For tax purposes, companies are required to record the exchange of goods using the arm’s-length principle. India’s Income-tax Act, 1961 prescribes the various methods to determine the arm’s length price between two affiliated companies. One of these key methods is the Profit Split Method. This article will shed light on how this method works, when to use it, and what are its various advantages and disadvantages.
1. What is the Profit Split Method (PSM) in Transfer Pricing
The Profit Split Method is one of the key methods used in transfer pricing which is typically used when both or all enterprises involved in the transaction have made a significant contribution towards the supply of either goods or provision of services. This method basically eliminates the effect of special conditions as a result of the joint contract in such a manner that each enterprise receives a share of profit that it would have expected to realise otherwise in an independent transaction.
This popular method begins with identifying the profits sharing ratio between the associated enterprises relative to the contribution that each enterprise has made to the transaction. Here, it is important that this profit split must reflect the enterprise’s contribution in terms of functions performed, the risks incurred and the assets owned by the enterprise, used in the process. (This is usually helpful in cases which involve tangible or intangible property or trading activities or financial services.)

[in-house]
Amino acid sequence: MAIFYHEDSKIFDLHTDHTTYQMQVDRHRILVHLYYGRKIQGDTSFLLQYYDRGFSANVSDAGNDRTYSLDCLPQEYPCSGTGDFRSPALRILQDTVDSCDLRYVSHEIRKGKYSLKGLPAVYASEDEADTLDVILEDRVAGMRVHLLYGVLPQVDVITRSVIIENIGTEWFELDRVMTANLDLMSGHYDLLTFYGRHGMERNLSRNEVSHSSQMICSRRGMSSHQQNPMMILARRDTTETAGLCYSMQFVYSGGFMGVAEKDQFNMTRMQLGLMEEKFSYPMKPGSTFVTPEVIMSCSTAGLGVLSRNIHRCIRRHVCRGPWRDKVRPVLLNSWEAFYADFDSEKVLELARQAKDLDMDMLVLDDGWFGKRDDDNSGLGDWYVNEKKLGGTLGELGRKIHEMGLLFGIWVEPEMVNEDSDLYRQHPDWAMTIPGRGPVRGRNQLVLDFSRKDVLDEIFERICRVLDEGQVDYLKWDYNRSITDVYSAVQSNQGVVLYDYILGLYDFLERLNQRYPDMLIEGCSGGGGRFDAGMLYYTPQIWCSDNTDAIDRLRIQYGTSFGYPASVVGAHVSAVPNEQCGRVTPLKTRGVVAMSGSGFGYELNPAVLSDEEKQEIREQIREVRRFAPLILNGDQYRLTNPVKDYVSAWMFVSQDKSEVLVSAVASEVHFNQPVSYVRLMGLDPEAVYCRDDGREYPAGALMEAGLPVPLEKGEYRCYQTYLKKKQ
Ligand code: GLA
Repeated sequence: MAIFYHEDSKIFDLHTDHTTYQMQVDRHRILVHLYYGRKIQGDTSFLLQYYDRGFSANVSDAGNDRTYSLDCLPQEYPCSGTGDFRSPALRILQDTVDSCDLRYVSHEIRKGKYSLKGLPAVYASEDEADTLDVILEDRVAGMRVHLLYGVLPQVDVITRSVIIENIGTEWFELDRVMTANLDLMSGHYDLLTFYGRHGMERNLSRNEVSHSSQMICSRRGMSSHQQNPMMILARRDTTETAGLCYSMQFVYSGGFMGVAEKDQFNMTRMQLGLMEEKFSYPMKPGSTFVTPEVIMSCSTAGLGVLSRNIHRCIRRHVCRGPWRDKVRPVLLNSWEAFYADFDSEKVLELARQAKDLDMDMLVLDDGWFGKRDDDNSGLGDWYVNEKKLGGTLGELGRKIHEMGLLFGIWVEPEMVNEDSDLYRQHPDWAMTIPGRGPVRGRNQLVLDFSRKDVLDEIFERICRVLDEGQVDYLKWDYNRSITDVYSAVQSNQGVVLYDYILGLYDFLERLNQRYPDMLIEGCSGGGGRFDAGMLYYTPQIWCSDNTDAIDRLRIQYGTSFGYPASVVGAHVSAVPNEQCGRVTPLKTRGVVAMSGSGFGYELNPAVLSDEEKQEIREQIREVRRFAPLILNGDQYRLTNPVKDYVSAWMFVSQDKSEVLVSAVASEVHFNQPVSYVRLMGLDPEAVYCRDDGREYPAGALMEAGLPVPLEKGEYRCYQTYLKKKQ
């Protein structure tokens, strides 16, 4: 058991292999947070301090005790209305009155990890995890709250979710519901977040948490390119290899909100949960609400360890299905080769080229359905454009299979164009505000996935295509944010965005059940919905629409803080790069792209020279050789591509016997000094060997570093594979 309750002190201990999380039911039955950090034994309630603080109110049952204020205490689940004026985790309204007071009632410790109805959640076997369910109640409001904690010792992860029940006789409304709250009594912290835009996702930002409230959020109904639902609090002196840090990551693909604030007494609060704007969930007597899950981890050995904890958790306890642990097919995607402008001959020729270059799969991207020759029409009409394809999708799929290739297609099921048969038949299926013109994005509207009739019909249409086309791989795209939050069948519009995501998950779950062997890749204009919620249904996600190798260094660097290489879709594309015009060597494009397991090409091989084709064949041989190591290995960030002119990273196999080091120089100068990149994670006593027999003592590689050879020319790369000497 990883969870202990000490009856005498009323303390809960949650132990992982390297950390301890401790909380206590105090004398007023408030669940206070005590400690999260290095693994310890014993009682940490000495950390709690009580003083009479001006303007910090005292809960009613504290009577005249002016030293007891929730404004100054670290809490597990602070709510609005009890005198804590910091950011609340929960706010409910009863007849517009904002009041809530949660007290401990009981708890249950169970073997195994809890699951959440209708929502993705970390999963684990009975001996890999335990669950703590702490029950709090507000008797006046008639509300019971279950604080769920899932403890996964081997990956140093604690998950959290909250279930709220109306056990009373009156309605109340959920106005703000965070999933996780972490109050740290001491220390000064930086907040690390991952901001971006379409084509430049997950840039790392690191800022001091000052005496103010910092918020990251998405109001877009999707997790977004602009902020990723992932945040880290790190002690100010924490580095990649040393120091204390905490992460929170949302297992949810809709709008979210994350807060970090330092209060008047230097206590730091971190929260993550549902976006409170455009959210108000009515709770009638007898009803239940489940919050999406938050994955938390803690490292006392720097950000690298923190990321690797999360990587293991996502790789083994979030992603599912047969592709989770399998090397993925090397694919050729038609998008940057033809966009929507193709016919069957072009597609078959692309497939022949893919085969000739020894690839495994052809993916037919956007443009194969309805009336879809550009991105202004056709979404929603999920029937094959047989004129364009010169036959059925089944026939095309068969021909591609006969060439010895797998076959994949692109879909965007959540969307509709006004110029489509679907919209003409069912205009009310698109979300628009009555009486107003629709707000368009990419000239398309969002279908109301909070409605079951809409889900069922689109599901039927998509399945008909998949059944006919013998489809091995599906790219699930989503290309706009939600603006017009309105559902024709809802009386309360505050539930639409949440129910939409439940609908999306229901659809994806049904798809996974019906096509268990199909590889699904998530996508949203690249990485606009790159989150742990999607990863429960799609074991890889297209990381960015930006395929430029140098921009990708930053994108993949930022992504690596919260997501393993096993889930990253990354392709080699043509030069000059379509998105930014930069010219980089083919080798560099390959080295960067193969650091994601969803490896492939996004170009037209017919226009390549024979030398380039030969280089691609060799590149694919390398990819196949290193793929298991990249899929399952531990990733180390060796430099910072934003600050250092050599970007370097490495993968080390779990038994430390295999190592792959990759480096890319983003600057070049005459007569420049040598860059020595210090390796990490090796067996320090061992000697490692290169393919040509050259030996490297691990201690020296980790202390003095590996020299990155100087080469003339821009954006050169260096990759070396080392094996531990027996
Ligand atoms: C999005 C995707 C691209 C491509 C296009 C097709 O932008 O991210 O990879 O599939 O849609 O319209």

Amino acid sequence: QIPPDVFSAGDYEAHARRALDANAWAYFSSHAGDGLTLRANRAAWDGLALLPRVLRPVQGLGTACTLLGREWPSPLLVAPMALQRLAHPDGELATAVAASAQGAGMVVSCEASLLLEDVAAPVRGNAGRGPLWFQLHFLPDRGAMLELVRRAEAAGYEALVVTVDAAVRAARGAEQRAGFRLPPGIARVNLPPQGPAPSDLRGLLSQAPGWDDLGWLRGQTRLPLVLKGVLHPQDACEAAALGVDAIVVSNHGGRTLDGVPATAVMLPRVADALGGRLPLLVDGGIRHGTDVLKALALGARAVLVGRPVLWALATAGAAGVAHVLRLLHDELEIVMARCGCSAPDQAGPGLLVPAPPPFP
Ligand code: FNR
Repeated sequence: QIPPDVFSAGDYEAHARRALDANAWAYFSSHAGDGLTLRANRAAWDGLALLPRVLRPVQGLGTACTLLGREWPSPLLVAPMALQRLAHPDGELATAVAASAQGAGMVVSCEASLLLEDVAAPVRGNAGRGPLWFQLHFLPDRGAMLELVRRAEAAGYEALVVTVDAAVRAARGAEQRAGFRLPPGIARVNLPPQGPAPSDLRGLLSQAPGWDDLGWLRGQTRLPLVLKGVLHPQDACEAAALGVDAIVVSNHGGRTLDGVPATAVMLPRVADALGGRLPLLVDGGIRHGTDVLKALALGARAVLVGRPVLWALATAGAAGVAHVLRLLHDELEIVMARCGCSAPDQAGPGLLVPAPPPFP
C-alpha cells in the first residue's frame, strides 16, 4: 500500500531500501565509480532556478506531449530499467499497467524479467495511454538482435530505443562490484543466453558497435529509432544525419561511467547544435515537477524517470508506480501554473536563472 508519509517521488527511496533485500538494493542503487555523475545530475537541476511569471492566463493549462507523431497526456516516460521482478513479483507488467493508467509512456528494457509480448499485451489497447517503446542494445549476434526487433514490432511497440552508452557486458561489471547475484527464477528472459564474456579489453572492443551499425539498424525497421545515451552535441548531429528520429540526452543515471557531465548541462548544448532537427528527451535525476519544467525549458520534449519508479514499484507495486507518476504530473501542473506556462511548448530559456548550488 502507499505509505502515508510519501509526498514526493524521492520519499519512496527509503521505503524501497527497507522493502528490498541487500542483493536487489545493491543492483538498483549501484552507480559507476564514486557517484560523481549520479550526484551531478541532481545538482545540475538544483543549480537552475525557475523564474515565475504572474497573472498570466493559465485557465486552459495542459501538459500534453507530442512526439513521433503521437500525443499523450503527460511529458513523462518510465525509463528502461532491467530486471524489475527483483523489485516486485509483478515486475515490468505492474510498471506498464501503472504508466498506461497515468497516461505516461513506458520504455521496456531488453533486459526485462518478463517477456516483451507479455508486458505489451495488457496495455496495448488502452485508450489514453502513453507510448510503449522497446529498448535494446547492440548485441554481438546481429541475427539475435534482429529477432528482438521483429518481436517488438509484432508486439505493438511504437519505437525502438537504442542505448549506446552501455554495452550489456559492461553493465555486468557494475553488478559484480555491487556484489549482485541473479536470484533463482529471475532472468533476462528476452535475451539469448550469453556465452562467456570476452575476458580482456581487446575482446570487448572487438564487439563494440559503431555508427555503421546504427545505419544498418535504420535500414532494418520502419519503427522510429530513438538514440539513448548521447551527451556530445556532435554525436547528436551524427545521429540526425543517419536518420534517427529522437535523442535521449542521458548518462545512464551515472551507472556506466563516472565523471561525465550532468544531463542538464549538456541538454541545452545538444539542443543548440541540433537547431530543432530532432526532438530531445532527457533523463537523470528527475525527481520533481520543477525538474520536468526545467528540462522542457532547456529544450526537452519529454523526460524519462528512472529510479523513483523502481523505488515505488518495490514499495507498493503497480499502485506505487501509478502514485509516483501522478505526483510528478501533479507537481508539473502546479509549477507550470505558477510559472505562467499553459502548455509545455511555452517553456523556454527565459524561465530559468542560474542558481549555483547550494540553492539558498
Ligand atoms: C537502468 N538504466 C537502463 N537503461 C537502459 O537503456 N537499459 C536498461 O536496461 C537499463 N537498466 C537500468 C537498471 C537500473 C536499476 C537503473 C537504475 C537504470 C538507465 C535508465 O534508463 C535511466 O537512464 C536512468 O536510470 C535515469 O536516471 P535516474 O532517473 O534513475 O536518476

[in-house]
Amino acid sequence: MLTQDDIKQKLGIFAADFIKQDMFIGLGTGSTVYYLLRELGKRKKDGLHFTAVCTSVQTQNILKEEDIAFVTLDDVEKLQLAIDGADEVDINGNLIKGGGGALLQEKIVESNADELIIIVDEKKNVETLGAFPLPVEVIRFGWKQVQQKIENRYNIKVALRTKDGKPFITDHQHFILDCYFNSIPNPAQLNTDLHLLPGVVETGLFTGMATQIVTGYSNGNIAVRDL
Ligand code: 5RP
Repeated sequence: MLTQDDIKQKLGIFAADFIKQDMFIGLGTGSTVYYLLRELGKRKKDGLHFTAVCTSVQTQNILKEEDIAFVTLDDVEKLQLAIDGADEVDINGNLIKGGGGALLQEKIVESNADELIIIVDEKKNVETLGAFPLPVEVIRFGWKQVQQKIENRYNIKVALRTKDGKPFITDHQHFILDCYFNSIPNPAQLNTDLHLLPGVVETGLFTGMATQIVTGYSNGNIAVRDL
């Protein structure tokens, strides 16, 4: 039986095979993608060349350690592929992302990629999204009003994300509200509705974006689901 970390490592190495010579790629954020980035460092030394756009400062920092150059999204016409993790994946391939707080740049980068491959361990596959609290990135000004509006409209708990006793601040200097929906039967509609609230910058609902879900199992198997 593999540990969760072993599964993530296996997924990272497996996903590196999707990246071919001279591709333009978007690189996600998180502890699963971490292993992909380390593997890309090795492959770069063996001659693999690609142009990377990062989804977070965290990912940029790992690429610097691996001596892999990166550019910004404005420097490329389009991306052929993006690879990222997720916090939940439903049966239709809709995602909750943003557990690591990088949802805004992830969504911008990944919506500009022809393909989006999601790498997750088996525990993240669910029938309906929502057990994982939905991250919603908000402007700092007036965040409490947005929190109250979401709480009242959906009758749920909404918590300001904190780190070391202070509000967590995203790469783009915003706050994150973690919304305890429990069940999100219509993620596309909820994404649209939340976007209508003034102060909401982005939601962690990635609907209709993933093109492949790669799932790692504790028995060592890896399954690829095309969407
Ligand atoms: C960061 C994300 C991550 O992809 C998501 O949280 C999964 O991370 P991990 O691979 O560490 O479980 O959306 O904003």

The basis on which the profit may be split would vary according to transaction depending on its nature. In cases where the transactions involve heavy investments and form the key factor of the transaction, the profit may be split according to the amount invested. Similarly, profits may be split according to the value of assets used or the direct costs involved.
In certain cases, the associated enterprises perform transactions comparable to those performed by other associated enterprises. In such cases, if the market data about the profit split is available, the same can form a reasonable basis of profit split.
2. How does Profit Split Method Work
In some cases, companies engage in transactions that are too interconnected to be observed on a separate basis.
For example, two related companies might work together on a separate joint venture, such as developing and launching a new brand. As the Profit Split Method looks at the combined profits of two related parties entering into a transaction with one another, it can be used for determining how profits will be divided in a way that is fair to both organizations.